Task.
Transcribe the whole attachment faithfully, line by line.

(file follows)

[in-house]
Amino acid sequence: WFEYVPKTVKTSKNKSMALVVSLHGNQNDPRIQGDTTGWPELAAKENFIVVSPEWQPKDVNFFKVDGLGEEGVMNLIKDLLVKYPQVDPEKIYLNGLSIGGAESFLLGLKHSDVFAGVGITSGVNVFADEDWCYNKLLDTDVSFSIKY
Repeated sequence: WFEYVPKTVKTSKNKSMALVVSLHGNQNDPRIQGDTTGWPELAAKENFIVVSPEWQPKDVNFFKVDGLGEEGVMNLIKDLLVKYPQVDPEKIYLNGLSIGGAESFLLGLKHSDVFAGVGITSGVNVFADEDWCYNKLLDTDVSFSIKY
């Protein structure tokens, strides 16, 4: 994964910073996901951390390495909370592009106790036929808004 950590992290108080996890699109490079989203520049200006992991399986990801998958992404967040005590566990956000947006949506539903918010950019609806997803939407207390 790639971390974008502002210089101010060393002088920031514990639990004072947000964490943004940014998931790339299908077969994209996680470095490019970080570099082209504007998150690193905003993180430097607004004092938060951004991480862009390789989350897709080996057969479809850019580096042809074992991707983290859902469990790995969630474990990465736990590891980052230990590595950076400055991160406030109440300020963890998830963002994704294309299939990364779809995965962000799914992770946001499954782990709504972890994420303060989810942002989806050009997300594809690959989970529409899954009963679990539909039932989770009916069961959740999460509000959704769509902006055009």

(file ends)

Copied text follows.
[in-house]
Amino acid sequence: WFEYVPKTVKTSKNKSMALVVSLHGNQNDPRIQGDTTGWPELAAKENFIVVSPEWQPKDVNFFKVDGLGEEGVMNLIKDLLVKYPQVDPEKIYLNGLSIGGAESFLLGLKHSDVFAGVGITSGVNVFADEDWCYNKLLDTDVSFSIKY
Repeated sequence: WFEYVPKTVKTSKNKSMALVVSLHGNQNDPRIQGDTTGWPELAAKENFIVVSPEWQPKDVNFFKVDGLGEEGVMNLIKDLLVKYPQVDPEKIYLNGLSIGGAESFLLGLKHSDVFAGVGITSGVNVFADEDWCYNKLLDTDVSFSIKY
């Protein structure tokens, strides 16, 4: 994964910073996901951390390495909370592009106790036929808004 950590992290108080996890699109490079989203520049200006992991399986990801998958992404967040005590566990956000947006949506539903918010950019609806997803939407207390 790639971390974008502002210089101010060393002088920031514990639990004072947000964490943004940014998931790339299908077969994209996680470095490019970080570099082209504007998150690193905003993180430097607004004092938060951004991480862009390789989350897709080996057969479809850019580096042809074992991707983290859902469990790995969630474990990465736990590891980052230990590595950076400055991160406030109440300020963890998830963002994704294309299939990364779809995965962000799914992770946001499954782990709504972890994420303060989810942002989806050009997300594809690959989970529409899954009963679990539909039932989770009916069961959740999460509000959704769509902006055009």